Many of the PIH centers are involved in research activities, and PIH is conducting a survey to determine which research should be done and what is needed to enhance the research already underway. A report on this activity will be prepared in March.

What is needed in our countries today? PIH is attempting to devote 40 to 60 percent of its efforts to enhance maintenance of existing infrastructure. Traditional maintenance technologies can be taught to engineers and technicians through short courses, seminars, video courses, and on-the-job training. This type of training is never finished because new methods are developed and new staff are employed.

Mid-level managers need to be trained in the management technologies, and these technologies need to be implemented as soon as possible because these, in the long run, will save money. Among these are maintenance management, equipment management, bridge management, and highway information management technologies. PIH will try to devote from 20 to 40 percent of its training funds to this endeavor.

Whatever is left, perhaps 15 to 25 percent of the efforts, should be directed towards new technologies including personnel management, marketing environmental and safety considerations, and new constructions techniques.

Technology transfer is in itself a technology. It is not an easy task to organize, conduct, evaluate, and manage a series of technology transfer activities. Look at the more successful organizations of the world, and find out how much money they spend on training and preparing their employees. Should highway organizations be any different?

"Absurd" has been defined as "to continue acting in the same way, over and over again, expecting different results." PIH is an agent of change. Therefore, training opportunities must be provided for maintenance forces, making it possible for the young managers of our organizations to learn new management technologies. Top-level managers must be shown what can be done differently and how that will provide different results.

One problem for engineers is that they are trained to solve problems, and often they try to solve problems that have already been solved. For example, six countries were researching the World Bank HDMIII model. They were not aware that each of the other countries was doing the same research to adjust values to country-specific conditions. They are now sharing their results. Similar things happen in pavement design and structure design. We need to share what we are doing and to stop reinventing the wheel!

To do this, we must encourage contacts with other agencies and other countries. We must entwine our institutions. Initially, this will cost money, but in the long run it will be cost-efficient.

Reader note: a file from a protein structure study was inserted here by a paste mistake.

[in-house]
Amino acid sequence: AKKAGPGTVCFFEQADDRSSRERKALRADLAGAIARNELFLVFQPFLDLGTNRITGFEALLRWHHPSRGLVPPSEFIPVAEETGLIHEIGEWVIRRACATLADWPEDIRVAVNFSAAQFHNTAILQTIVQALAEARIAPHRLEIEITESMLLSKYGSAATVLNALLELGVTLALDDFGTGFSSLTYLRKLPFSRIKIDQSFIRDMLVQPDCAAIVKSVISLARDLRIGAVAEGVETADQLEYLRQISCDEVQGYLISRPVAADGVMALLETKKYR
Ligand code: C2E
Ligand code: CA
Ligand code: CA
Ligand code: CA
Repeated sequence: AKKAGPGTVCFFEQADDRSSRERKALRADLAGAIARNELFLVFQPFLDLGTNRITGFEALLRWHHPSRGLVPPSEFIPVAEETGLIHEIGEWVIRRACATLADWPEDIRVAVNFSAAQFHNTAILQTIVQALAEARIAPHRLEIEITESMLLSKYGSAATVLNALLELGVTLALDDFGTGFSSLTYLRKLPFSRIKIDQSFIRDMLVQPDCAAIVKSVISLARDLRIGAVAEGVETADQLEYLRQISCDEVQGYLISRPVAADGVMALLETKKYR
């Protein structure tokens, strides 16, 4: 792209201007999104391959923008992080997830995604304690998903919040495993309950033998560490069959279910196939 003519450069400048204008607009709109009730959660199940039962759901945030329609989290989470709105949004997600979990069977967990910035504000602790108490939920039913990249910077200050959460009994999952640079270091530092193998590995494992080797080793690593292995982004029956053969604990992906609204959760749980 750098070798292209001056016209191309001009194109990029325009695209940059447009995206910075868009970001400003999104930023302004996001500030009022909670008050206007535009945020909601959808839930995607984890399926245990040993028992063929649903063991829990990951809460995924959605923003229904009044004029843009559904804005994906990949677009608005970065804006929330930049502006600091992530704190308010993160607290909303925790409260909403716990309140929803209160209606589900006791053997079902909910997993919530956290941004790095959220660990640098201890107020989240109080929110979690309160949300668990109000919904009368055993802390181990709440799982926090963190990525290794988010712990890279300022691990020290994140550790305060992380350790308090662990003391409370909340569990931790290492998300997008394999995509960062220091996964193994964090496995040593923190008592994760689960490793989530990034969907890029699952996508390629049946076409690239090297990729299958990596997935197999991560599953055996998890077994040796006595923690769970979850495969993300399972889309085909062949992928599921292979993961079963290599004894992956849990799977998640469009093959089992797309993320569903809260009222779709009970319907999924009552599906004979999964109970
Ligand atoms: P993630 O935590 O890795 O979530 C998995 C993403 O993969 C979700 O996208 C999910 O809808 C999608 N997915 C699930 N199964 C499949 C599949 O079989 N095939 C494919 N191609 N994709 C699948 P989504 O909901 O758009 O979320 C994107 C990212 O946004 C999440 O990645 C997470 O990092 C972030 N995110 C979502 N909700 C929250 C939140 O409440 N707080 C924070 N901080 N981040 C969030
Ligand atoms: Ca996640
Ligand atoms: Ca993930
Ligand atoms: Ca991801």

PIH is not a large building or infrastructure. PIH belongs to the members. Although PIH is headquartered at the Turner-Fairbank Highway Research Center, the headquarters' records and equipment belong to PIH and can be moved to a different headquarters in any of the countries at any time. PIH is an agent of change dedicated to working together to manage the transfer of technology.

Individual membership is $ 10 per year, and institutional membership is $ 100 per year. Sponsoring members can contribute as much as they want. For a brochure on PIH and how to become a member, contract Enrique Ordonez, HIHI-20, 6300 Georgetown Pike, McLean, Virginia 22101-2296.

What does PIH offer to the highway community of the Americas? PIH offers excellence. PIH courses are offered with a money back guarantee of satisfaction. PIH offers the opportunity to interact with colleagues from all over the Americas, solving problems together, learning from each other, and helping each other. PIH provides its members direct access to the highway community of the world through its contacts with the International Road Federation, the Permanent International Association of Road Congresses, the Organisation of Economic Co-operation and Development, and others. Working together we can save resources and enhance our work and success.

Gregory (Greg) C. Speier, P.E., has been the executive director of the Pan American Institute of Highway for 4 years. He is a career highway engineer with the Federal highway Administration. For 5 years, he worked in FHWA's Office of International Programs, during which time the plan for establishing and implementing PIH was developed in cooperation with the Latin American countries. Hw served overseas as an engineer in Puerto Rico and Vietnam. He earned his Bachelor of Science degree in Civil Engineering from the University of Puerto Rico in Mayaguez, and he is registered as a professional engineer in Kentucky.
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Author:Speier, Gregory C.
Publication:Public Roads
Date:Mar 1, 1993
Words:2114